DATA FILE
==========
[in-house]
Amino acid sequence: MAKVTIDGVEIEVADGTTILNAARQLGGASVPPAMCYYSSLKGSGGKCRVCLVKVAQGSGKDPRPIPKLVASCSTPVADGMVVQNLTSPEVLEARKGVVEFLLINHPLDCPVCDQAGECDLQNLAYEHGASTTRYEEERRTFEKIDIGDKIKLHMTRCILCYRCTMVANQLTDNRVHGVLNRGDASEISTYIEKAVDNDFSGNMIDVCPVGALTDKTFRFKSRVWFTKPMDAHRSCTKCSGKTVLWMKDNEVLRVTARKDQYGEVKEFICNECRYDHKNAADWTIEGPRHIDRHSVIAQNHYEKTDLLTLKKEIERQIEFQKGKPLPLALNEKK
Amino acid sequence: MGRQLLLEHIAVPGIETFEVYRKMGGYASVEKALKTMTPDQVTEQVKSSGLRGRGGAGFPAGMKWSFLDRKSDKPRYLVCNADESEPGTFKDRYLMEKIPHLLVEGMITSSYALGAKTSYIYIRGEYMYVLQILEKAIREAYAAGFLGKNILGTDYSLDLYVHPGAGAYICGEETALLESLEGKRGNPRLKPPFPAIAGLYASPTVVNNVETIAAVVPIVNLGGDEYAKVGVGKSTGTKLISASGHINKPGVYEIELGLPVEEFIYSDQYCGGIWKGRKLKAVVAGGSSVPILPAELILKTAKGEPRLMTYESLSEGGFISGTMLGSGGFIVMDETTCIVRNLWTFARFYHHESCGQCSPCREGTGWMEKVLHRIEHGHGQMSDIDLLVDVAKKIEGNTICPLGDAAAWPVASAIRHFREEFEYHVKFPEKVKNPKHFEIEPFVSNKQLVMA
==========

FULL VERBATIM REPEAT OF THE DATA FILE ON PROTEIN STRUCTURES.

[in-house]
Amino acid sequence: MAKVTIDGVEIEVADGTTILNAARQLGGASVPPAMCYYSSLKGSGGKCRVCLVKVAQGSGKDPRPIPKLVASCSTPVADGMVVQNLTSPEVLEARKGVVEFLLINHPLDCPVCDQAGECDLQNLAYEHGASTTRYEEERRTFEKIDIGDKIKLHMTRCILCYRCTMVANQLTDNRVHGVLNRGDASEISTYIEKAVDNDFSGNMIDVCPVGALTDKTFRFKSRVWFTKPMDAHRSCTKCSGKTVLWMKDNEVLRVTARKDQYGEVKEFICNECRYDHKNAADWTIEGPRHIDRHSVIAQNHYEKTDLLTLKKEIERQIEFQKGKPLPLALNEKK
Amino acid sequence: MGRQLLLEHIAVPGIETFEVYRKMGGYASVEKALKTMTPDQVTEQVKSSGLRGRGGAGFPAGMKWSFLDRKSDKPRYLVCNADESEPGTFKDRYLMEKIPHLLVEGMITSSYALGAKTSYIYIRGEYMYVLQILEKAIREAYAAGFLGKNILGTDYSLDLYVHPGAGAYICGEETALLESLEGKRGNPRLKPPFPAIAGLYASPTVVNNVETIAAVVPIVNLGGDEYAKVGVGKSTGTKLISASGHINKPGVYEIELGLPVEEFIYSDQYCGGIWKGRKLKAVVAGGSSVPILPAELILKTAKGEPRLMTYESLSEGGFISGTMLGSGGFIVMDETTCIVRNLWTFARFYHHESCGQCSPCREGTGWMEKVLHRIEHGHGQMSDIDLLVDVAKKIEGNTICPLGDAAAWPVASAIRHFREEFEYHVKFPEKVKNPKHFEIEPFVSNKQLVMA